No Chiefs fan can be too pleased with last Sunday's outcome. But despite Kansas City's lackluster performance against Baltimore in the wild-card round, there can be no question that a 10-6 record and the AFC West title were major positives for 2010.
The challenge for the organization going into last offseason was to become competitive. In that manner, the club exceeded all expectations. This offseason, general manager Scott Pioli and coach Todd Haley are tasked with taking that next step. So what are some of the issues standing in their way?
1. Who will be chief of offense?
Charlie Weis' departure to the University of Florida leaves a gaping hole at offensive coordinator. This is a unit that blew away its 2009 numbers, while posting the best rushing attack in the league at 164.2 yards per game.
Now Haley will have to find a suitable replacement, or he might just do it himself. With Weis and defensive coordinator Romeo Crennel, Haley could worry about just being the head coach and not having his hands in everything. Those days could be over.
2. Can Cassel maintain success?
Perhaps the big question is how Cassel will be without the benefit of Weis' tutelage? There can be no doubt that Cassel's game was far improved from his inaugural season in the red and yellow. In 2009, he threw 16 touchdowns and 16 interceptions. He was able to nearly double the touchdowns and cut the interceptions in half by making smarter decisions and leaning on Weis' ground train.
But with all the success comes questions. There was plenty of speculation that Cassel wasn't a Weis guy early in the year, and there could be a lack of trust regarding the "franchise" quarterback. His multiple-turnover performance in the wild-card loss destroyed the Chiefs' chances. If you include the Week 17 defeat at Oakland, the numbers look really bad over his final two games: Five interceptions, no touchdowns, eight sacks, 39.2 completion percentage, 3.6 yards per attempt and a 10.3 passer rating.
Will Cassel regress in 2011? Will the new coordinator get the most out of him like Weis did (most of the season)? Those questions need to be answered.
3. Where to go in draft?
Cassel's line played very well. But age is creeping up on some of these guys. Guard Brian Waters turns 34 in February and can't play at a high level forever. Center Casey Wiegmann is 37 and seemingly hasn't missed a start since Len Dawson's rookie year.
Wide receiver is a must-hit area in the draft. This team got nothing out of the guys playing opposite Bowe. Yes, that was Kevin Curtis you saw getting playing time against the Ravens. Other positions to consider are linebacker, where Mike Vrabel's days are numbered, and defensive line, a position that the Chiefs have whiffed on with some recent high picks.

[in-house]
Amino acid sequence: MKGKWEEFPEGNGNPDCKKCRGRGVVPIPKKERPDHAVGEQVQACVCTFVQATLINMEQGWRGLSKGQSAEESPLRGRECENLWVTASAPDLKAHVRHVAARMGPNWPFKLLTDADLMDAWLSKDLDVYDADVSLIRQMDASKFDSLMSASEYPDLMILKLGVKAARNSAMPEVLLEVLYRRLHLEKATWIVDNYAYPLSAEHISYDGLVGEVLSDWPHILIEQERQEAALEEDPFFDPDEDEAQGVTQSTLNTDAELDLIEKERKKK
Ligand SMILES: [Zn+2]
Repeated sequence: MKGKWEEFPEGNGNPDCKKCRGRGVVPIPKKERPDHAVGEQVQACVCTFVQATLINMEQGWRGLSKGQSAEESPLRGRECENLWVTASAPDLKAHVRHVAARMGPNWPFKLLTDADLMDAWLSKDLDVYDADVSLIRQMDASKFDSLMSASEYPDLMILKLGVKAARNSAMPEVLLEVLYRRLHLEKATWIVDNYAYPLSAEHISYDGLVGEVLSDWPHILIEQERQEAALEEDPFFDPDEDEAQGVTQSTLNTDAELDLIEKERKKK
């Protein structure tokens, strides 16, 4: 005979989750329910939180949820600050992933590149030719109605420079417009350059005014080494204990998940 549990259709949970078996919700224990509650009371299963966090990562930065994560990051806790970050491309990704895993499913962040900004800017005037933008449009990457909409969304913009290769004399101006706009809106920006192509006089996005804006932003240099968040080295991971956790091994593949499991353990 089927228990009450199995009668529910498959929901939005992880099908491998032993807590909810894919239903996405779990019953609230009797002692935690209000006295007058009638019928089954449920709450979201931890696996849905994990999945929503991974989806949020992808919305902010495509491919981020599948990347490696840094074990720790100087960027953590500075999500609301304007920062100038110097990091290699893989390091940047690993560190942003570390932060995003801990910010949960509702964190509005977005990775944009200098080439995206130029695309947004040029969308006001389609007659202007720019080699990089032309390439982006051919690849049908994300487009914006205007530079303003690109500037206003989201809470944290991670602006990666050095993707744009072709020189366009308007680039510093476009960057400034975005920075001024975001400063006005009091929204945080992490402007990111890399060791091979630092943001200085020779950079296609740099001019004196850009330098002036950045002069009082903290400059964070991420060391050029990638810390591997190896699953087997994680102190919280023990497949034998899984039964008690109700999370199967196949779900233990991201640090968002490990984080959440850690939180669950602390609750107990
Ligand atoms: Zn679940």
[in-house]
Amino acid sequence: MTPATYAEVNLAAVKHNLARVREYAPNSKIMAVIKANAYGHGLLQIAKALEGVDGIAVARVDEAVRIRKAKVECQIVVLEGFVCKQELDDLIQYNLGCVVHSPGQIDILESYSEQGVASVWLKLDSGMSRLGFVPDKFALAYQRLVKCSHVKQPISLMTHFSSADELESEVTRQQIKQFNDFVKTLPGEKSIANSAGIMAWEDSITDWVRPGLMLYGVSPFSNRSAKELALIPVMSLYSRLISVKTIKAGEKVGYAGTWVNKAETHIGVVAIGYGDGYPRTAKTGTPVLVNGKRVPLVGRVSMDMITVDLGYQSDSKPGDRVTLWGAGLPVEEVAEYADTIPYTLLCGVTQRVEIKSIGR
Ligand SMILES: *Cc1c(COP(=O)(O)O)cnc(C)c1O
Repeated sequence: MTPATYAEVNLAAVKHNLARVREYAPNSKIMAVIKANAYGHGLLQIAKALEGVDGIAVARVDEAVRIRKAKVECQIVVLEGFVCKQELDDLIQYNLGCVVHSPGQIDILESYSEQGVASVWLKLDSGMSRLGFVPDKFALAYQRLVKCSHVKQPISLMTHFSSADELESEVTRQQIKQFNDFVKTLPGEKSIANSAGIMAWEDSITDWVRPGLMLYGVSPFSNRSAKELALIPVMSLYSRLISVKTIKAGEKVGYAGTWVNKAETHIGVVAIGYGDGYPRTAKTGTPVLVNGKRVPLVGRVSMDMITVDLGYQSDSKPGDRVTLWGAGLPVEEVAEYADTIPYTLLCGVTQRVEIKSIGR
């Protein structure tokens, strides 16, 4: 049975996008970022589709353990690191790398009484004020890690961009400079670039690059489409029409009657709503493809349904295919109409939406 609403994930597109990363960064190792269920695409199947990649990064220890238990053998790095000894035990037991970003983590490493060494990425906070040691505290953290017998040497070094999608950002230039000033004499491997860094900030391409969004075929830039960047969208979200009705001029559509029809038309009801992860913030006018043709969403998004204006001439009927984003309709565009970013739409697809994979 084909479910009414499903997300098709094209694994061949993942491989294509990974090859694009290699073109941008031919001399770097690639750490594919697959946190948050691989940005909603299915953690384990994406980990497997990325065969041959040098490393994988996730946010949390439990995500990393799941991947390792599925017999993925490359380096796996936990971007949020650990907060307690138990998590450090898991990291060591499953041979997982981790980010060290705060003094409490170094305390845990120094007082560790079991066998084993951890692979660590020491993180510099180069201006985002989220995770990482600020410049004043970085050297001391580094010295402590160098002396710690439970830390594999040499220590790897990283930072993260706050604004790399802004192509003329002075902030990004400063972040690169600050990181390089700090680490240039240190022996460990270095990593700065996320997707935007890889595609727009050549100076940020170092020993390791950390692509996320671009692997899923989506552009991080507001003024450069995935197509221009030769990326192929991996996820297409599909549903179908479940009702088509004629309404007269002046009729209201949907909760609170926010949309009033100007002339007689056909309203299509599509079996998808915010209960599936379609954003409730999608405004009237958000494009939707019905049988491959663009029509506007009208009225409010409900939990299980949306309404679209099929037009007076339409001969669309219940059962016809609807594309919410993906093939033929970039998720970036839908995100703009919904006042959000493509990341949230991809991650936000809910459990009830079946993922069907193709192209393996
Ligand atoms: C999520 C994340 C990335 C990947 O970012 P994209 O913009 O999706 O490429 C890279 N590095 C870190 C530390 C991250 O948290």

4. Doubting Thomas?
The organization didn't miss on the Thomas Jones signing last spring. For the most part, he played well. But he'll be 33 next season, and looked the part late in the campaign.
In his first 12 games, Jones averaged 63.8 yards rushing per content, 4.1 yards per carry and had five touchdowns. Over the final five games, including the playoff loss, he averaged 29.2 yards rushing per content, 2.3 yards per carry and had only one score. In fairness, part of the reason his average fell is because he often got the call in short-yardage and obvious rushing situations.
He was a valuable compliment to Jamaal Charles, rushing for 896 yards, but paying a guy at his age $2 million is a bit of a risk. With that in mind, who will take the load off Charles if Pioli and Haley ultimately decide to part ways with Jones?
With defenses keying on Chris Johnson this season, his yards per carry dropped from 5.6 in 2009 to 4.3. Similarly, don't expect Charles to average 6.4 per rush next season, especially if Jones isn't carrying the rock on obvious running downs.
5. Ready for more?
From a broader standpoint, this organization must build on its moderate success without regressing. While fortunes changed in a good way in 2010, time will tell on the overall culture … was this club fat and happy with a division title?
For over a decade, Kansas City followed a successful season with a poor one. After going 13-3 in 2003 to claim a division title, the 2004 Chiefs went 7-9. In 2006, Herm Edwards led the team to a 9-7 record and a playoff berth in his first season. The club followed that performance with a 4-12 campaign. How does Haley mold this team into a consistent contender with veterans who haven't experienced sustained success and a bunch of young kids?
Doing better in the AFC West would be an appropriate start: Kansas City lost four of six in the division. Haley has to get this group better prepared for San Diego, Oakland and Denver to have a shot at repeating.
Elliot Harrison is the research analyst for NFL RedZone on NFL Network.